Surviving Your Survival Job

Ben and David are extremely, extremely successful actors who also give free acting advice. If you listen to them you will most likely become famous. If you don’t, things probably won’t pan out for you.

We’ve all had those times. The bills aren’t paying themselves and the acting gigs aren’t coming. It’s just one of those decades where you have to take a survival job. But getting a day job doesn’t need to be difficult, and it also doesn’t have to keep you from your art. The key to surviving a survival job is making sure that no matter what you end up doing, you are taking steps towards making it big. Don’t think of it as time out of the spotlight. Every day should be a new day for you to shine. But let’s not get ahead of ourselves. Before we teach you how to be a superstar at work, you first have to get the job.

Getting the Job
A lot of actors approach the job interview as “professionally” as possible—suit, tie, polished résumé, good manners. Wrong. Boring. Set yourself apart from the pack. You’re an actor. Wear something that shows it. Maybe you want to go with a dressed up look that says, “This tux? Sorry, just got back from an awards ceremony.” Or maybe something more casual that says, “This track suit? Sorry, just got back from an awards ceremony.” In any case, wear something that’s comfortable but also lets them know that your real life is far more interesting than this job. As far as your résumé goes, don’t present it as a single document. You’re a performer. Your résumé should be a YouTube video of you acting out comic scenarios from the various jobs you’ve had over the years. If you have the means, a laugh track would help. And of course, you should play all of the characters to show your range.

When it comes time for the actual interview, just remember, an actor just showed up to these people’s workplace. You’re gonna be a bit of a celebrity, so people are expecting to be entertained. Plus they’ve been sitting around all day talking to boring people, so do some impressions and play around with dialects. Maybe re-enact some famous movie moments. If they ask, “How familiar are you with Excel?” answer, “You talkin’ to me? You talkin’ to me? Frankly my dear, I don’t give a damn.” Then leave. But definitely don’t just be yourself. Who’d you rather hire? Yourself? Or De Niro and that black-and-white movie guy? Congrats, you got the job.

Make Every Day a Performance
Now that you’ve got the survival job, it’s time to make it count, and there’s only one way to do that: Turn whatever business it is into show business. Transform every shift into the finest performance this side of Off-Broadway. (Unless you are lucky enough to get a job at Madame Tussauds on Broadway—in which case, you are already living the dream.) For example, when we got hired together as bike messengers, at first we thought it was going to be miserable, but just ask anyone on our route if they didn’t enjoy the in-motion production of “Guys and Dolls” we performed on our tandem bike. And when we got our first and final babysitting shift, it was clear that regardless of what their parents said on Yelp, our two-man “Next to Normal” shook those toddlers to the core. To get you started, here are a few other possibilities:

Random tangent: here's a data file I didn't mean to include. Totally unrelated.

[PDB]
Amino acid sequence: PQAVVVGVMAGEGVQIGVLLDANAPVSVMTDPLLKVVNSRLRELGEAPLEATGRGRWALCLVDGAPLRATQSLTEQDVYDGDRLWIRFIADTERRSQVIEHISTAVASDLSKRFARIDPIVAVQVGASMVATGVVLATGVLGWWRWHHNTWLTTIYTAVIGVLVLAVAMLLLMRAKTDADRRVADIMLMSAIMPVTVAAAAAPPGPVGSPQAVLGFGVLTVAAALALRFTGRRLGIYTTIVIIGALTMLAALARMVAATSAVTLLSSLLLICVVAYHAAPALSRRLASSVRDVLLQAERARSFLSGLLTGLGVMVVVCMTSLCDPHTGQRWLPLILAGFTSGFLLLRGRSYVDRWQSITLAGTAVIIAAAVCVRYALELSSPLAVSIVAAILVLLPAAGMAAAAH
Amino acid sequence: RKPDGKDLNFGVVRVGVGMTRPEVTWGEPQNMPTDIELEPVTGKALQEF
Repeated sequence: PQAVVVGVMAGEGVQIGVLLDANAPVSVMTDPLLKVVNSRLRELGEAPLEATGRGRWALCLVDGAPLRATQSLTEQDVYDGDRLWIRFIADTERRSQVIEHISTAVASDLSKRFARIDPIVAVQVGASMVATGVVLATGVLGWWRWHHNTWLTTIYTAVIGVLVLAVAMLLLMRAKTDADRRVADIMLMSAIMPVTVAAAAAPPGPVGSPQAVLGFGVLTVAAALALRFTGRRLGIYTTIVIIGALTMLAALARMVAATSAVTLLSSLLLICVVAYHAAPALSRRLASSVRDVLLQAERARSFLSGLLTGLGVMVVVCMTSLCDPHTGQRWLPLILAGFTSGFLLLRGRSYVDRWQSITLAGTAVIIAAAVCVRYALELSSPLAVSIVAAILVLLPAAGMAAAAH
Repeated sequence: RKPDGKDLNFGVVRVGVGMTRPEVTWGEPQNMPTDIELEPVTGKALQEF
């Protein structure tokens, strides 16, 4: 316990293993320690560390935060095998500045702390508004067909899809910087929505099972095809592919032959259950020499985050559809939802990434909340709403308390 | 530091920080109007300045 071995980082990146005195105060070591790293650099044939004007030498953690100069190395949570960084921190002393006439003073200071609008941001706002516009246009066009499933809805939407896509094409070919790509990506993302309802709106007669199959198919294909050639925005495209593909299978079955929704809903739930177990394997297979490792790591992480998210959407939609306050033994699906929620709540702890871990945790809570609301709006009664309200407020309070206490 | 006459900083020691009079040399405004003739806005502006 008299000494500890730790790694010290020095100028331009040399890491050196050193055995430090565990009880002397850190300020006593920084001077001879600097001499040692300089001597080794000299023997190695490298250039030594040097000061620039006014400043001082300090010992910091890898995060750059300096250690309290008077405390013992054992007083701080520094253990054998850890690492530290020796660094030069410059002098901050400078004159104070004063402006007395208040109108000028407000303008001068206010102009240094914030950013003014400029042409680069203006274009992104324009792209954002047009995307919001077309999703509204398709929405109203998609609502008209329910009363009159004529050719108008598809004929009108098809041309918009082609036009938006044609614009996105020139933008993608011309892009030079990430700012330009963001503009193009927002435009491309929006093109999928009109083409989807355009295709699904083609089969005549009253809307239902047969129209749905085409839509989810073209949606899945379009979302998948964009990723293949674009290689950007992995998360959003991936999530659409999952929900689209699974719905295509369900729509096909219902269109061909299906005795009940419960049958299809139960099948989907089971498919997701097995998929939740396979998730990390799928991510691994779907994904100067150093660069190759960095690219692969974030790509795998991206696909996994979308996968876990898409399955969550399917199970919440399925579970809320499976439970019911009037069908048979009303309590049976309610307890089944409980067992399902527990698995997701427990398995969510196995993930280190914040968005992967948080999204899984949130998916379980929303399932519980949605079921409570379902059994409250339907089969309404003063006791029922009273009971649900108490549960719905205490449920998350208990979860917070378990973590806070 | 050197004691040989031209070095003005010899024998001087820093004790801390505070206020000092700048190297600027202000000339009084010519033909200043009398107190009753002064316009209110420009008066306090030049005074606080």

Cater waiter. Why else would you be wearing a tux if you weren’t a double agent assigned to serve spinach puffs for six hours?

Pizza delivery person. Think of yourself more as a singing telegram acting like a pizza delivery person. Remember to hand them their breadsticks before the final chorus of Celine Dion’s “My Heart Will Go On.” That last crescendo is a doozy.

Substitute teacher. Yes, these kids need to learn “facts” about the Civil War, but don’t you think it would be more impactful to show up as Daniel Day-Lewis as Lincoln and pretend like you’ve just stepped out of a time machine?

Uber driver. Always dress like a valet from early 20th century England. And remember: Under no circumstances are you to talk with the duke and duchess, and if they catch you making eyes with their daughter Margaret one more time, it will be back to the stables with you!

Take Your Bow
After you’ve been working hard for a few months and consistently reading our column, you will likely get a TV series or Broadway contract. When that time comes, it’s very important to know how to quit with style. Coming from two guys who have had to quit many jobs because of huge high-profile Broadway musical EPA auditions, we’ve got you covered. The key here is drama. This is where all of that sense memory you’ve been working on can really be put to good use.

You can:

  • Break down in tears when you reveal the news to them.
  • Throw things around, scream at everyone, and storm out.
  • Leave a scratchy audio tape saying that you’ve been kidnapped.
  • Or you could always just go with the safe choice by standing on a table and reciting Nora’s final monologue from “A Doll’s House” through a bullhorn.

Whatever floats your boat. Just make sure to dig deep and make a real connection with your audience.

Acting is a full-time job, even when you aren’t working. In our line of business, there’s no such thing as “part-time,” or “temp” work. If you’re someone who really wants to make it, you have to start putting in some serious overtime. So get yourself warmed up folks, because it’s time to clock in. Your next show-stopping shift is about to start.

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